This spring’s good news about passage of infrastructure spending served as a reminder that we had yet to address the clean water industry in our discussions of economic outlooks for the country for the year ahead.
The spending bill that Congress passed allocated $21.2 billion for infrastructure, $1.4 billion of which will be for water infrastructure. $500 million will be for grants for clean drinking water and sanitary waste disposal. The other $918 million will go to water infrastructure projects to be performed by the Army Corps of Engineers and the Bureau of Reclamation. How does this funding mesh with economic projections for the industry?
Strong Growth Ahead
Hexa Research projects significant growth through 2025. It projects the global water and wastewater treatment markets to reach USD 674.72 billion at that point. That’s up from USD 462.16 in 2015. The Asia Pacific region is dominant among the international markets, with rapid industrialization and population growth being the key drivers. The Middle East is also going to be an area of steady growth. Drivers there are increasing population, disposable income, and groundwater scarcity.
That report discusses various segmentations by type, with service and maintenance comprising the largest share of the market. A more narrow analysis by Grand View Research speaks to the treatment equipment market alone, though it seems to support the growth projections. They cite increased stress on global water resources and growth in needs for industrial wastewater treatment and disposal as main factors, and they point to this as driving a boost in water reclamation requirements. New regulatory requirements in many regions are also indicated as contributors to industry growth.
A major element in the capacity growth projections for water and wastewater treatment is the growth of the housing market. An e-book put out by RSM describes modest growth for the housing industry. Homebuilder sentiment as measured by NAHB stands at 69, a little below the cyclical high of 74, reached in December 2017. This typically correlates with new housing starts. Availability, affordability, and access to credit are potential dampers on the growth.
In general agreement with the Hexa Research report is the wikiBIZpedia entry on the subject. They describe a global market in which half our world’s population will deal with water stress by 2025 and where nearly 90 percent of wastewater in developing countries ends up in rivers, lakes, and the ocean, untreated. The entry states expectations of water demand increasing at a CAGR of 7 percent and a water industry growth of CAGR 3.9 percent for the next five years. They also emphasize a number of technologies expected to experience growth. These are filtration and disinfection (especially UV), membrane treatment, desalination, and zero liquid discharge technologies.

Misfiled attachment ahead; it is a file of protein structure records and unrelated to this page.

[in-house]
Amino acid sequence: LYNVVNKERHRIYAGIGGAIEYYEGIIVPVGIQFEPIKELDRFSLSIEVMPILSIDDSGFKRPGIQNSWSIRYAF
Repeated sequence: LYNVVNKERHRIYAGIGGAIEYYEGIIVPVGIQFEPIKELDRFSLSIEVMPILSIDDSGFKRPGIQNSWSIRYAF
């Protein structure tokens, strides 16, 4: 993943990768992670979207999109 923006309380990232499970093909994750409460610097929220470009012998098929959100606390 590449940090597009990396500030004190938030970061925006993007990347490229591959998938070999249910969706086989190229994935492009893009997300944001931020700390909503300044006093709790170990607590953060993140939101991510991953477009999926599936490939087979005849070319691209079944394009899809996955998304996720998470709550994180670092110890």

The wikiBIZpedia entry lists a large number of market drivers. A number of these could be under the category of more efficient water management, reuse, and recycling as they are impacted by population and water demand growth issues. World-wide manufacturing growth and its associated increasing water demand is one item that stood out, as is the replacement of old infrastructure. The oil and gas industry in particular is described as a significant driver as that industry is increasingly looking for solutions to allow reuse of the wastewater from drilling and hydraulic fracturing.
Research and Markets provides their analysis and forecast for 2016 to 2022, and it too reinforces what others are projecting. It is also very positive about zero liquid discharge (ZLD) technologies. It believes that this, coupled with other smart water solutions, will overcome the financial barriers and energy consumption challenges to the market. It further expects private-public partnerships to play a huge role in the water/wastewater industry.
With the raising of the issue of financial barriers as one of the challenges to the water and waste water industry, we return to the good news in the opening paragraph. With a global market in the range of USD 500 billion, and a US share of that at about $4.5 billion, the $1.4 billion allocated in the infrastructure spending bill seems a bit on the short side. Admittedly, it’s hard to make an apples-to-apples comparison in terms of what share of each number is equipment and how much is services, but nonetheless, we can deduce that government funding alone will not keep pace with needs.
This may be one reason Research and Markets puts such strong emphasis on private-public partnerships as key to the future of the industry, funding, partial or full, coming from sources other than government. It also spotlights the importance of more efficient water management, reuse, and recycling, as mentioned above as key drivers. Saving money is a critical function in order to help afford the needed growth. Not mentioned in any of the reports highlighted is the role that alternative delivery methods, such as design-build, could play in shortening project schedules. Time is money, and shorter schedules logically imply cost savings.
Growth is ahead, but keep in mind the challenges and their solutions.